As a group of complex neurodevelopmental disorders, autism spectrum disorder (ASD) has been reported to have a high overall prevalence, showing an unprecedented spurt since 2000. Due to the unclear pathomechanism of ASD, it is challenging to diagnose individuals with ASD merely based on clinical observations. Without additional support of biochemical markers, the difficulty of diagnosis could impact therapeutic decisions and, therefore, lead to delayed treatments. Recently, accumulating evidence have shown that both genetic abnormalities and chemical toxicants play important roles in the onset of ASD. In this work, a new multilabel classification (MLC) model is proposed to identify the autistic risk genes and toxic chemicals on a large-scale data set. We first construct the feature matrices and partially labeled networks for autistic risk genes and toxic chemicals from multiple heterogeneous biological databases. Based on both global and local measure metrics, the simulation experiments demonstrate that the proposed model achieves superior classification performance in comparison with the other state-of-the-art MLC methods. Through manual validation with existing studies, 60% and 50% out of the top-20 predicted risk genes are confirmed to have associations with ASD and autistic disorder, respectively. To the best of our knowledge, this is the first computational tool to identify ASD-related risk genes and toxic chemicals, which could lead to better therapeutic decisions of ASD.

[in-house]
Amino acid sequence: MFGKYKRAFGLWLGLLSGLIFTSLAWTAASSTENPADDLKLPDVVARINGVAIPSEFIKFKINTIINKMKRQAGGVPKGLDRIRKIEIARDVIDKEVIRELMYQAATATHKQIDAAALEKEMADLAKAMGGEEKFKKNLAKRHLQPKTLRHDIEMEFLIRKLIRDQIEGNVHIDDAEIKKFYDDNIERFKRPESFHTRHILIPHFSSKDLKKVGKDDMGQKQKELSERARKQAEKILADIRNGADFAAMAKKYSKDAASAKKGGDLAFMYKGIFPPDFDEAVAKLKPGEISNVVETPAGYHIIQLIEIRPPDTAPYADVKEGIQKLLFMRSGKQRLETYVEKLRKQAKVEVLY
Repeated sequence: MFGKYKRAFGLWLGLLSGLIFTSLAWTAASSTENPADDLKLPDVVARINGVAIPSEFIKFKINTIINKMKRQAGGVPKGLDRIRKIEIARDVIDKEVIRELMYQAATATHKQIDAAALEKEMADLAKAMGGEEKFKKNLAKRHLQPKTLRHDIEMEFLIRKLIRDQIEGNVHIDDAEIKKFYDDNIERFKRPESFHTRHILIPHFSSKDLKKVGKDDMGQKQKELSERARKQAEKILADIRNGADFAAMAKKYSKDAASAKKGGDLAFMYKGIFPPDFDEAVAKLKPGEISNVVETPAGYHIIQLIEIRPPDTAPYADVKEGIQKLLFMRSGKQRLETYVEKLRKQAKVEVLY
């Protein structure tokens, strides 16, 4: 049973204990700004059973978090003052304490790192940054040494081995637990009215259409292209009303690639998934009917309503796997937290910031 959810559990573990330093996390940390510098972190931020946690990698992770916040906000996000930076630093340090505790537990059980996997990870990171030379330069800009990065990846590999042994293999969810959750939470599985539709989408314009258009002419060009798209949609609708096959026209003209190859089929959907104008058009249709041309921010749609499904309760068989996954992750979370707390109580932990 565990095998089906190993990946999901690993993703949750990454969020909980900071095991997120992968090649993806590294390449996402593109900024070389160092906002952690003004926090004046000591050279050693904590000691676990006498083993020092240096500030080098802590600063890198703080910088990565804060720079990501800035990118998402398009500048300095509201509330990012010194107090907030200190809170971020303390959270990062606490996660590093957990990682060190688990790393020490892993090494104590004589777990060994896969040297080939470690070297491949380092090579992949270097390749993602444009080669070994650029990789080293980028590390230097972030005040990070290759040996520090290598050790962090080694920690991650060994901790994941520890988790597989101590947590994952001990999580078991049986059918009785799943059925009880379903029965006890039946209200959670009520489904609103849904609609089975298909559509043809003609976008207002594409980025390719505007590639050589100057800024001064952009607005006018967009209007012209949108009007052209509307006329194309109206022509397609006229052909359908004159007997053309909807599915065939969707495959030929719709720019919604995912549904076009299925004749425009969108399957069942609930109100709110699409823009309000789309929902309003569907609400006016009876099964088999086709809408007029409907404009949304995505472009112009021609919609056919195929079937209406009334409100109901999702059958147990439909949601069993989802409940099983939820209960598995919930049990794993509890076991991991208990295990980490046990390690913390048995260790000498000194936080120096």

- Business of Medicine
- Doctor’s Voice